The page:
What Does Subway’s Contactless Trial Mean For Payment?

Written by Evan Schuman
May 4th, 2009

Subway, the 31,000-store sandwich restaurant chain, has agreed to be the latest guinea pig for Visa’s contactless payment program. Subway confirmed Thursday (April 30) that it will soon make the payment technology available to “participating” locations in Canada. Subway has about 2,400 stores in Canada, many of which are franchised.

Typically, statements announcing such deals (which, in this case, included Subway’s acquirer for its stores in Canada, Chase Paymentech) feature a canned quote from an executive with the chain, praising the vendor for its wisdom. In this case, the quote provided by Subway was anything but warm. The statement from Marina O’Rourke, the chain’s director of retail technology, decidedly said nothing good about contactless, beyond that the chain is willing to see whether it works. “We are looking forward to the opportunity to understand the impact of contactless on speed of service as well as understanding how many of our customers take advantage of this payment method,” O’Rourke’s statement said, in its entirety.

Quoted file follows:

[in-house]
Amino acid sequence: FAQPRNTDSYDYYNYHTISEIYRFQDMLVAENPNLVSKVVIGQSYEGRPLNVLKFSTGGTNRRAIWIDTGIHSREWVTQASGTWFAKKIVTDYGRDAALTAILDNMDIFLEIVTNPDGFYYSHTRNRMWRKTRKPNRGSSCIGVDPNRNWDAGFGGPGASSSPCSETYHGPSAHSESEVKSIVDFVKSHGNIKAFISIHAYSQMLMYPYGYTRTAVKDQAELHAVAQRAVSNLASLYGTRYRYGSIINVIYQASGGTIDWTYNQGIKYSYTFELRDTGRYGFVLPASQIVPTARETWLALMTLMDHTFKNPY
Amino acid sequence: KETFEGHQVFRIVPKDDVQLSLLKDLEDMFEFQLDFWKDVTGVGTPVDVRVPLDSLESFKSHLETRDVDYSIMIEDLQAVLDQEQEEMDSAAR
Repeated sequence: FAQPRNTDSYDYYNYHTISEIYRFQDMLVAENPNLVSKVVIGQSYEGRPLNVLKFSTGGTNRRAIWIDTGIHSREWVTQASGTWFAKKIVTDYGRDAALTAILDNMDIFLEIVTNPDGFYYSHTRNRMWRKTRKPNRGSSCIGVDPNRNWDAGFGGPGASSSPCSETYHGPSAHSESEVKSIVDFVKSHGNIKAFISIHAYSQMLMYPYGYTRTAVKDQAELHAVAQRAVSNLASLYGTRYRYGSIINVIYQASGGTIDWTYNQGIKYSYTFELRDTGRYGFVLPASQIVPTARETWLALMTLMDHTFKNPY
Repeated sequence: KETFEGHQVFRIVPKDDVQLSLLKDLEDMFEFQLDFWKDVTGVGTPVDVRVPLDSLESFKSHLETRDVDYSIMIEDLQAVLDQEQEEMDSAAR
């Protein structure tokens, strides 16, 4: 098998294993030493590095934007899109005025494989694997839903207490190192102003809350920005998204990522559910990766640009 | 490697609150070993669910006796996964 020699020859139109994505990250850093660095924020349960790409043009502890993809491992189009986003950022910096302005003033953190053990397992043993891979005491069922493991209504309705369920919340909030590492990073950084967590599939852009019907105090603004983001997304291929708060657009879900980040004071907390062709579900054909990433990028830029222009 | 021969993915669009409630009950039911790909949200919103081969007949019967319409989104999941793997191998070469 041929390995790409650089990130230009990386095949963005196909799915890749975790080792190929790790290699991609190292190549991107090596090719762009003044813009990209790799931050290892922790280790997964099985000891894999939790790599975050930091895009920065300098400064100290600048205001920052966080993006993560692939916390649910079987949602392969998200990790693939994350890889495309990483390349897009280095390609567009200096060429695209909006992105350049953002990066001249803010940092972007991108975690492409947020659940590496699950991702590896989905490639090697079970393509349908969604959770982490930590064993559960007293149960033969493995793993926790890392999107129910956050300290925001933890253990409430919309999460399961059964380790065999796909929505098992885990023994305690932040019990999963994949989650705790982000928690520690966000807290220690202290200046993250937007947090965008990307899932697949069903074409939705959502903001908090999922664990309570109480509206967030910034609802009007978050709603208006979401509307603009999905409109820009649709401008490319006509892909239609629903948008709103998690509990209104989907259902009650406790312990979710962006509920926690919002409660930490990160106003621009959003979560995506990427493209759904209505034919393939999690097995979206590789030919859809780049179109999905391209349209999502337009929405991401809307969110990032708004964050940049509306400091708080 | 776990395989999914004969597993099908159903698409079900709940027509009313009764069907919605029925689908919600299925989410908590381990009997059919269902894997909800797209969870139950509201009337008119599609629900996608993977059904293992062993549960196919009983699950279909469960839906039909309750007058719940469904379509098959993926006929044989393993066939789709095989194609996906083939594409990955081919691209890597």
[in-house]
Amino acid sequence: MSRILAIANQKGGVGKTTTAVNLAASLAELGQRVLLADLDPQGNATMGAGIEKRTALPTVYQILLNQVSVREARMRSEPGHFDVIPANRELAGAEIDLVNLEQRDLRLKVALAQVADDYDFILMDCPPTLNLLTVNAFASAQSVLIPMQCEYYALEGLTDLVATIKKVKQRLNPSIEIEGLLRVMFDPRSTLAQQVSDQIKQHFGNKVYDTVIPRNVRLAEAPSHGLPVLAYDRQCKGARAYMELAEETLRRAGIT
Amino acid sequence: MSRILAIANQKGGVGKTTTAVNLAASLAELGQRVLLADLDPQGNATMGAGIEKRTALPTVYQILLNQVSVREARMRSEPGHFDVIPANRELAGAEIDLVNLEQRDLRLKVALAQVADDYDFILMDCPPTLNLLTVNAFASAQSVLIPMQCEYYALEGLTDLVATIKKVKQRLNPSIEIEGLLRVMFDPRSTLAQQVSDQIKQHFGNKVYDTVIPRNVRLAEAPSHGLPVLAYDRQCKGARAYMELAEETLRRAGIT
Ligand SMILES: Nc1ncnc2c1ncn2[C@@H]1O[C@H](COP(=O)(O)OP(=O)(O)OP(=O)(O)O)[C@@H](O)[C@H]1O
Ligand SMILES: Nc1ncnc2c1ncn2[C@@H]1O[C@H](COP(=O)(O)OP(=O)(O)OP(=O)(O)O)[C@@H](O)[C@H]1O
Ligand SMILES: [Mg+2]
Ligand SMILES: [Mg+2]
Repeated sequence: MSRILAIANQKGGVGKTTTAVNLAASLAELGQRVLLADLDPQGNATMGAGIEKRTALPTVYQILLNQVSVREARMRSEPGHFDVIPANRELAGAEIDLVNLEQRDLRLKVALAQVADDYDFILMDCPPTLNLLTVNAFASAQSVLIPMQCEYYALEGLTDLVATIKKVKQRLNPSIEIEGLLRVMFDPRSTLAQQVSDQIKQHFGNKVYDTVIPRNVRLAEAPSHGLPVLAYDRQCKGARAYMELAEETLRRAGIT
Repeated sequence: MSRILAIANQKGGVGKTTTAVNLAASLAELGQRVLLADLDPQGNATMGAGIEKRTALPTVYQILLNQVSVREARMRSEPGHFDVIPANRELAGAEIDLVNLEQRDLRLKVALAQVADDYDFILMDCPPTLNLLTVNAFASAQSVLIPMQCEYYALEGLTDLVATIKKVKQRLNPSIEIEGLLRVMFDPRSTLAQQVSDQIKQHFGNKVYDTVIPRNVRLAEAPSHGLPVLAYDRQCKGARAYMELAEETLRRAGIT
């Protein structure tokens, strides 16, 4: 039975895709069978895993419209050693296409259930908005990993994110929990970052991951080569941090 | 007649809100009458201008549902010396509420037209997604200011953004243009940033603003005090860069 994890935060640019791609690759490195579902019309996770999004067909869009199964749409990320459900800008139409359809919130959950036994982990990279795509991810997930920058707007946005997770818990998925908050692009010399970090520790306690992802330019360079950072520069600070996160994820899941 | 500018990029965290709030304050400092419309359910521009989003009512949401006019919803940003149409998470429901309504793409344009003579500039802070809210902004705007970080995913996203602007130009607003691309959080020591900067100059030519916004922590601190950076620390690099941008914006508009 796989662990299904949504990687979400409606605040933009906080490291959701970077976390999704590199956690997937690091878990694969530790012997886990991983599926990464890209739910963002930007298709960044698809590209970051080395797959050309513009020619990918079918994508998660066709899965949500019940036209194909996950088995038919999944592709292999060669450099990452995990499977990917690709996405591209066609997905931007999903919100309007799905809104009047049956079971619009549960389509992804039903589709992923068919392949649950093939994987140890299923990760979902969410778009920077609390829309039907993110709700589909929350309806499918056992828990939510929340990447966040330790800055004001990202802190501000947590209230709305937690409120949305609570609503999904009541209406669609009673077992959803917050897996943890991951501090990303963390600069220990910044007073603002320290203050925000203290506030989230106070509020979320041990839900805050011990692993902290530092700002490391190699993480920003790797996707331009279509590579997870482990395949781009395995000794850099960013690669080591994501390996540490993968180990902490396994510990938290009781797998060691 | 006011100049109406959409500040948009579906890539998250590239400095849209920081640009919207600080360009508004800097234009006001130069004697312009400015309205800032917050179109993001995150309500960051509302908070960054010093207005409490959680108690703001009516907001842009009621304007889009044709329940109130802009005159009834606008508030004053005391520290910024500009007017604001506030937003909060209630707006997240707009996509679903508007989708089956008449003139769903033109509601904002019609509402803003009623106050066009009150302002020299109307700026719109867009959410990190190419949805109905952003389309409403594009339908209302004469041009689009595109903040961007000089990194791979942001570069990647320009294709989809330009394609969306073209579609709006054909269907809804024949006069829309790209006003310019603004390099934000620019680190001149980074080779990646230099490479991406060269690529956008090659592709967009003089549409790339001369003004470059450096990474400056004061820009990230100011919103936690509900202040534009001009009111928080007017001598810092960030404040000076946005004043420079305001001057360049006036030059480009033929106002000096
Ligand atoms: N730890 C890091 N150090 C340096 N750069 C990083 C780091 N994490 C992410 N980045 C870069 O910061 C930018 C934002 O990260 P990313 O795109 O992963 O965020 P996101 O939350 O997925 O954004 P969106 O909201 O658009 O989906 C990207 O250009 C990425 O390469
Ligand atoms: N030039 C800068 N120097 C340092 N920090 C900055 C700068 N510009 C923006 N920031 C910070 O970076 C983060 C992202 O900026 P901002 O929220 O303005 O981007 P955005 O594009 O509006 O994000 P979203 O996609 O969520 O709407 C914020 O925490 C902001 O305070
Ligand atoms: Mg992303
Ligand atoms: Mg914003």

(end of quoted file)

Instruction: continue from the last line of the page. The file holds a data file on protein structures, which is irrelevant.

Contactless is an impressive technology, but O’Rourke is right to be cautious. The trials that have been less than enthusiastic for contactless have had little to do with the robustness of the technology. It’s simply the lack of interest among consumers.

For quite a few years, American consumers couldn’t have cared less about which manufacturer’s CPU was in their laptop or PC. They cared about the hardware brand (IBM, Dell, Apple, etc.) but consumers had few thoughts beyond that. A huge marketing campaign by Intel got consumers juiced and caused the unthinkable to happen. Consumers actually walked into computer stores seeking Pentium PCs, regardless of the computer brand.

If Intel could make a CPU that compelling, why couldn’t Visa do the same for contactless payment? Until someone does that, these trials have huge obstacles. What’s the benefit for consumers? It’s different behavior, which requires a compelling incentive. Are products cheaper if purchased by contactless? Are the warranties better?

The only half-hearted argument that’s been made is that it’s more convenient, but is it really? Does it really take that much more time to remove a credit card from a purse and wallet and swipe it as opposed to waiving it?

Subway, which has been out in front of technology trends more often than not, is a chain to be watched and to be taken very seriously. Still, one has to wonder, how seriously is Visa itself taking contactless payment?


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